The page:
Samantha's Reviews > Lady Anne's Dangerous Man

Lady Anne's Dangerous Man by Jeane Westin
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Apr 14, 11

bookshelves: historical-romance
Read in February, 2007

** spoiler alert ** This book is one of those unexplained mysteries to me. On a bunch of levels I should’ve hated this book and dropped it into my “did not finish” pile. But I just couldn’t seem to do it. Even though Westin’s style is a little more melodramatic than I usually like and the story seemed to have a lot of historical romance cliches, this book still managed to keep my attention until near the end. And by then I had less than 100 pages to go so I figured, "What the hell. I might as well finish."

When we meet Lady Anne in the book she’s being a naughty bird, by sneaking off for a little heavy petting with her fiancé. But that plan goes down the toilet when she overhears her fiancé telling King Charles that he can have Anne’s virginity in exchange for land and money. Anne isn’t happy about this so she flees to her father’s house where she tells him everything she heard. Her father is, of course, pissed at this news and immediately starts to devise a way to get Anne out of her engagement.

His brilliant plot? Hand over his precious daughter and her virginity to John Gilbert, a handsome highway man known for his bedroom skills. Daddy is obviously a genius. So he dashes off to stop John’s hanging and offer him a deal. In exchange for a reprieve from the noose John has to keep Anne out of danger until the engagement is all cleared up. So John decides that dealing with Anne is better than death so agrees and takes her to his Robin Hood-ish hideout in the forest.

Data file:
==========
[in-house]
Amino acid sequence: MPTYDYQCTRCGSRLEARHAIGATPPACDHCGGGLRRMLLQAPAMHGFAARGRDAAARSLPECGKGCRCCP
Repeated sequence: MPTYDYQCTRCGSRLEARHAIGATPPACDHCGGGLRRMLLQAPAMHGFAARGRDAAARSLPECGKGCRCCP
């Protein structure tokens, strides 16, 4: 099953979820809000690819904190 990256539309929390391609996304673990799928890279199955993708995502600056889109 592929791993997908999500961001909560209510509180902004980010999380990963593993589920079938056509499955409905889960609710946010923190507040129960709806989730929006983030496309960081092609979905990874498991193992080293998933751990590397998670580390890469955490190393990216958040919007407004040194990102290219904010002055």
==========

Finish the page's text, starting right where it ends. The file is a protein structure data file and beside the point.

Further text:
What really bothered me in this book was how linear the problems were all solved. Towards the end I got bored with how neatly John and Anne were dealing with all these problems, even though they all where related to each other and could lead back to one thing/person. But some how they managed to never touch each other and were all solved one. At. A. Time.

I also had some minor pet peeves within the story. The biggest one of those being how John and Anne had whole conversations with only their eyes. It went something along the lines of ‘Because they were so well connected they needn’t words to talk. Anne looked at him and her eyes said “I love you” and he looked at her and his eyes said “I know. Don’t worry.”’ And the “conversation” didn’t stop there. They actually had a whole dialog going at one point during a ride in a carriage.

Anyway, despite all my complaining about this book I still enjoyed bits and parts of it and the characters were fun.
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